In the communiqué it released this week, Toronto police urged online dating users to screen their interlocutors, either asking for more photos or speaking on the phone before meeting.

The missing-person cases "might be very hard to solve," Mr. Dubro said. "It's not like a murder where you have a body and a trail of suspects."

Ms. Rose recently created an online map, charting 11 cases in which people have disappeared or been killed in or near her neighbourhood since late 2010.

The map has been widely posted on social media, where community members have also criticized the police and shared safety tips or cautionary rumours about fake Uber drivers. The Church Wellesley Neighbourhood Association meanwhile is looking at launching a safe-walk program.

Mr. Kinsman's family is still actively looking for him. The 49-year-old was not transient, said his sister, Karen Coles. He was superintendent in a building near Riverdale, volunteered in the community, doted on his cat.

Relatives and friends have canvassed the ravines, the Riverdale area, the Leslie Spit headland. They are revisiting the same places again, hoping they might find something now that the weeds and foliage have cleared in the fall.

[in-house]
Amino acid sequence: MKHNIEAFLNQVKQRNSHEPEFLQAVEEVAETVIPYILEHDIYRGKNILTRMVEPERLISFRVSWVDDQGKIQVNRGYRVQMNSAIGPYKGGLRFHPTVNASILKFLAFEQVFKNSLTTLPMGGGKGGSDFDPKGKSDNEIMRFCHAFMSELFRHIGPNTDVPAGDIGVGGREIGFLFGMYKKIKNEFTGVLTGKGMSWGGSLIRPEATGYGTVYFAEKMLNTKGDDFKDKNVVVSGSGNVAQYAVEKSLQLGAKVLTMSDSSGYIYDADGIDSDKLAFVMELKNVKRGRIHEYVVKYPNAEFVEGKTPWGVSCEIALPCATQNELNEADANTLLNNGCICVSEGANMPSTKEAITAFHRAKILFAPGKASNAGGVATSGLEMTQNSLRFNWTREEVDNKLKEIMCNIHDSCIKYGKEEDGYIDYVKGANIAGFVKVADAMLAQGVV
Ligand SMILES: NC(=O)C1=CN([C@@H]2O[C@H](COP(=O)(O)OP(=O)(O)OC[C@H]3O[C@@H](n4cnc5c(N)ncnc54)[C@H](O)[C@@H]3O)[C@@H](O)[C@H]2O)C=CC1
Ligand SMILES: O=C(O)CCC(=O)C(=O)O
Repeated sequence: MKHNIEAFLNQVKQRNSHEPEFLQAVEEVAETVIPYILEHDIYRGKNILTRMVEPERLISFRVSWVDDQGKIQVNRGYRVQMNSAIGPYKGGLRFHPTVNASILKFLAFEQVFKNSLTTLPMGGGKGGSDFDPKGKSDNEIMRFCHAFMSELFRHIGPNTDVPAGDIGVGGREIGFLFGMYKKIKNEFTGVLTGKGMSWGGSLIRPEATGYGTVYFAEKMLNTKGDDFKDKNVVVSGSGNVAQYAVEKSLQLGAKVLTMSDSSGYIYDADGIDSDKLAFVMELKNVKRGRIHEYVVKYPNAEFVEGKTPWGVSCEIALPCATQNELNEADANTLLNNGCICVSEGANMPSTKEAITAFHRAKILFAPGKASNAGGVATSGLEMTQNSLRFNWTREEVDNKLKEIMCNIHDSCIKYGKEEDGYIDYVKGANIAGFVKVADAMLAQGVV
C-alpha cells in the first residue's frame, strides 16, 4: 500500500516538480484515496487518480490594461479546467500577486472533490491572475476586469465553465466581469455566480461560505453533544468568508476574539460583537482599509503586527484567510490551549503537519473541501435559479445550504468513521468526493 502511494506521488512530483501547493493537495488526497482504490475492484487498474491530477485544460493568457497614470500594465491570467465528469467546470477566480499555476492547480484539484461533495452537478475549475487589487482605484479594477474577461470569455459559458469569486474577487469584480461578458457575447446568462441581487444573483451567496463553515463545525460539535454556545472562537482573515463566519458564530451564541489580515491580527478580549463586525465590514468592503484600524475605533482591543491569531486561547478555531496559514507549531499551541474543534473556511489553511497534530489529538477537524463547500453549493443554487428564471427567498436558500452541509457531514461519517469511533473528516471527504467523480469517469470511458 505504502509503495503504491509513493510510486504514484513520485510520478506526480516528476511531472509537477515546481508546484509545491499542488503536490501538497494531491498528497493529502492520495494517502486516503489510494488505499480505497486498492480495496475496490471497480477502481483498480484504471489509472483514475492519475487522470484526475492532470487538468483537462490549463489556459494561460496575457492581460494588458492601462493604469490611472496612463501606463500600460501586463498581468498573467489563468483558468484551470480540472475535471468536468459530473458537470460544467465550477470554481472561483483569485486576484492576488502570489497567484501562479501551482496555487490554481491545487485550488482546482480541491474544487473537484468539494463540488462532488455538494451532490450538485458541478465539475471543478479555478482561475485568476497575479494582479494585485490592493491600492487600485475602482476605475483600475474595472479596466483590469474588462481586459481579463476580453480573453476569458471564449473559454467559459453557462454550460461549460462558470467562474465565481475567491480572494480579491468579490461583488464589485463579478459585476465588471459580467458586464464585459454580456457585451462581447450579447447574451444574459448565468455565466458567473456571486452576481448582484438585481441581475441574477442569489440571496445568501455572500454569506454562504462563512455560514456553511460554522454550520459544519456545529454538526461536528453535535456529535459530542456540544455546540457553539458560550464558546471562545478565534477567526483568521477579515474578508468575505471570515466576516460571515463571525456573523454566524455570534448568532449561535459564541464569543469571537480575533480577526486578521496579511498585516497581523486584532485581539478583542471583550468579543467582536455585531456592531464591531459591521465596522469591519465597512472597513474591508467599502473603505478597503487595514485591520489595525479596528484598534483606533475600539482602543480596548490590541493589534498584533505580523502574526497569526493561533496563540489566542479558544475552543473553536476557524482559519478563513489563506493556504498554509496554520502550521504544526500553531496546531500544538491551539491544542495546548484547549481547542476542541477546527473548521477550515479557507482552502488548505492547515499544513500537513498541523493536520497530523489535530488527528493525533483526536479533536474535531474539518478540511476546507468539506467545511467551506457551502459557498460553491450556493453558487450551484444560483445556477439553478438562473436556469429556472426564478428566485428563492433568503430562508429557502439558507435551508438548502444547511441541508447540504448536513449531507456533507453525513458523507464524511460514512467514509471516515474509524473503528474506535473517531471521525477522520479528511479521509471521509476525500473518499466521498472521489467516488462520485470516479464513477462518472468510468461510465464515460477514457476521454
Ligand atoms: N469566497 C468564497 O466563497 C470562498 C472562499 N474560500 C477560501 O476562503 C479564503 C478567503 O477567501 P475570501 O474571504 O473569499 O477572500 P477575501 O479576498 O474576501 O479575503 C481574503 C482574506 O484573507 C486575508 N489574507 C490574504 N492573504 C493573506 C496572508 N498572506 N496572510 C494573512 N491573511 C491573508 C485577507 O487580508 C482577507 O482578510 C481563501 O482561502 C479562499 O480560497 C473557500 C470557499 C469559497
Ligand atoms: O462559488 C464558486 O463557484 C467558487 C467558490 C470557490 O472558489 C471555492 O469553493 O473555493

Ms. Coles, who lives in a rural area north of Belleville, will be in Toronto at 11 a.m. on Saturday, on the pedestrian overpass over the Don River that leads to Riverdale Park East, from where they will search northward.

"It's the hardest thing for a family, when someone goes missing," Ms. Coles said. "All we want to do is find him and bring him back."

"We keep hoping," she said.

The inquiry into missing and murdered Indigenous women is calling for the creation of a national police force to address concerns from families. Chief commissioner Marion Buller says the inquiry has no police branch.

The Canadian Press